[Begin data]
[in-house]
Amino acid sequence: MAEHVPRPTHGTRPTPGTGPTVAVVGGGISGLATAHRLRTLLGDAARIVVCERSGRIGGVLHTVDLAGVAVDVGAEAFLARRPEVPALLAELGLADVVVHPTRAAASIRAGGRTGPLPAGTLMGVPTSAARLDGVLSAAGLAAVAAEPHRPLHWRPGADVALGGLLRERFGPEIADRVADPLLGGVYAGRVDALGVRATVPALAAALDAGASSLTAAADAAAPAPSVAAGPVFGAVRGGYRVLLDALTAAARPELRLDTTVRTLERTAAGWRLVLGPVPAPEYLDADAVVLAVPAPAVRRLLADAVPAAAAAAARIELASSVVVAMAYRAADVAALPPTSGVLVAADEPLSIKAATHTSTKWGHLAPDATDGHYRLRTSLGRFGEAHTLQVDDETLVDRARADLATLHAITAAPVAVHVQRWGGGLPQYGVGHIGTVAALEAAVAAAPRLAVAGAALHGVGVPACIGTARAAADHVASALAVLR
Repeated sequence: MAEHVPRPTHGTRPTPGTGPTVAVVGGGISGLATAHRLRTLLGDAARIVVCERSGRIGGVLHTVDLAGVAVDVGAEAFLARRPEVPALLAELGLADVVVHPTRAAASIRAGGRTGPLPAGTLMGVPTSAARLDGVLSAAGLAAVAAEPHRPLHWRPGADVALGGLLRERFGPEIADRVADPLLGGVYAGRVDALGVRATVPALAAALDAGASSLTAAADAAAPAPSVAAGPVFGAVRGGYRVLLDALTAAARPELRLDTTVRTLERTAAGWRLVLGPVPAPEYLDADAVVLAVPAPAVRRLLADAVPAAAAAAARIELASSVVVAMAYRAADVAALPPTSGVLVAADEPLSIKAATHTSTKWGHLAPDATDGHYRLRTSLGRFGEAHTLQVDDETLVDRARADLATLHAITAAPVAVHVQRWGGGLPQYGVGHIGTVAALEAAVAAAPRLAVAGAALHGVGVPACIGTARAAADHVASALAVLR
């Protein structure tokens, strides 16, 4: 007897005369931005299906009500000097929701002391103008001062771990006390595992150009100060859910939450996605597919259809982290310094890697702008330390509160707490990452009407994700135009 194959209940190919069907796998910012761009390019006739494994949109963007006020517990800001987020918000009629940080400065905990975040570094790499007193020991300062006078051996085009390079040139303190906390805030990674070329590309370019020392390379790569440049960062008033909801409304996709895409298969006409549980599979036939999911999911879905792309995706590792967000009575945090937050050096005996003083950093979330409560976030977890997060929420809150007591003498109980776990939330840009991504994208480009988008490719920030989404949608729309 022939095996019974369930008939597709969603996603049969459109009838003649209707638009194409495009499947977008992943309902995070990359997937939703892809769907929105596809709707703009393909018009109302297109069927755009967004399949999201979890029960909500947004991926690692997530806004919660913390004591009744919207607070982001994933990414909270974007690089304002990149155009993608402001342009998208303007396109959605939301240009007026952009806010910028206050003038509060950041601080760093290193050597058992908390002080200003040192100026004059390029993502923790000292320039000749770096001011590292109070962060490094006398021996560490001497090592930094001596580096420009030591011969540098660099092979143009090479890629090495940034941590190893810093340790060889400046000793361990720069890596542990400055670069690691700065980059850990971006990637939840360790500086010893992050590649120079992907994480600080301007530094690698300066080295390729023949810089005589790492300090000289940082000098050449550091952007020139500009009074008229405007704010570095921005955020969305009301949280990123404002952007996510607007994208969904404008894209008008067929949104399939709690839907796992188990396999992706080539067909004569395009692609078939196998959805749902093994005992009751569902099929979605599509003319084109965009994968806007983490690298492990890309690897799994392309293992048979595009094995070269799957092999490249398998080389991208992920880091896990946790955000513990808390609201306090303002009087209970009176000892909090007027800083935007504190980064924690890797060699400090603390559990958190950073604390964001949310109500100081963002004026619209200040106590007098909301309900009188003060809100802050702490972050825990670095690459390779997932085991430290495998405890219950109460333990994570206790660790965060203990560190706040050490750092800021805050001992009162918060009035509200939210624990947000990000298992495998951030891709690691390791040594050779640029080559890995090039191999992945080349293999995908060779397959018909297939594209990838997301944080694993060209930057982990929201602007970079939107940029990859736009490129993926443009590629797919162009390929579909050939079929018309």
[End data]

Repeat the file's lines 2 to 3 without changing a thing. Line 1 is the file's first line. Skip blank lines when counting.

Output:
Amino acid sequence: MAEHVPRPTHGTRPTPGTGPTVAVVGGGISGLATAHRLRTLLGDAARIVVCERSGRIGGVLHTVDLAGVAVDVGAEAFLARRPEVPALLAELGLADVVVHPTRAAASIRAGGRTGPLPAGTLMGVPTSAARLDGVLSAAGLAAVAAEPHRPLHWRPGADVALGGLLRERFGPEIADRVADPLLGGVYAGRVDALGVRATVPALAAALDAGASSLTAAADAAAPAPSVAAGPVFGAVRGGYRVLLDALTAAARPELRLDTTVRTLERTAAGWRLVLGPVPAPEYLDADAVVLAVPAPAVRRLLADAVPAAAAAAARIELASSVVVAMAYRAADVAALPPTSGVLVAADEPLSIKAATHTSTKWGHLAPDATDGHYRLRTSLGRFGEAHTLQVDDETLVDRARADLATLHAITAAPVAVHVQRWGGGLPQYGVGHIGTVAALEAAVAAAPRLAVAGAALHGVGVPACIGTARAAADHVASALAVLR
Repeated sequence: MAEHVPRPTHGTRPTPGTGPTVAVVGGGISGLATAHRLRTLLGDAARIVVCERSGRIGGVLHTVDLAGVAVDVGAEAFLARRPEVPALLAELGLADVVVHPTRAAASIRAGGRTGPLPAGTLMGVPTSAARLDGVLSAAGLAAVAAEPHRPLHWRPGADVALGGLLRERFGPEIADRVADPLLGGVYAGRVDALGVRATVPALAAALDAGASSLTAAADAAAPAPSVAAGPVFGAVRGGYRVLLDALTAAARPELRLDTTVRTLERTAAGWRLVLGPVPAPEYLDADAVVLAVPAPAVRRLLADAVPAAAAAAARIELASSVVVAMAYRAADVAALPPTSGVLVAADEPLSIKAATHTSTKWGHLAPDATDGHYRLRTSLGRFGEAHTLQVDDETLVDRARADLATLHAITAAPVAVHVQRWGGGLPQYGVGHIGTVAALEAAVAAAPRLAVAGAALHGVGVPACIGTARAAADHVASALAVLR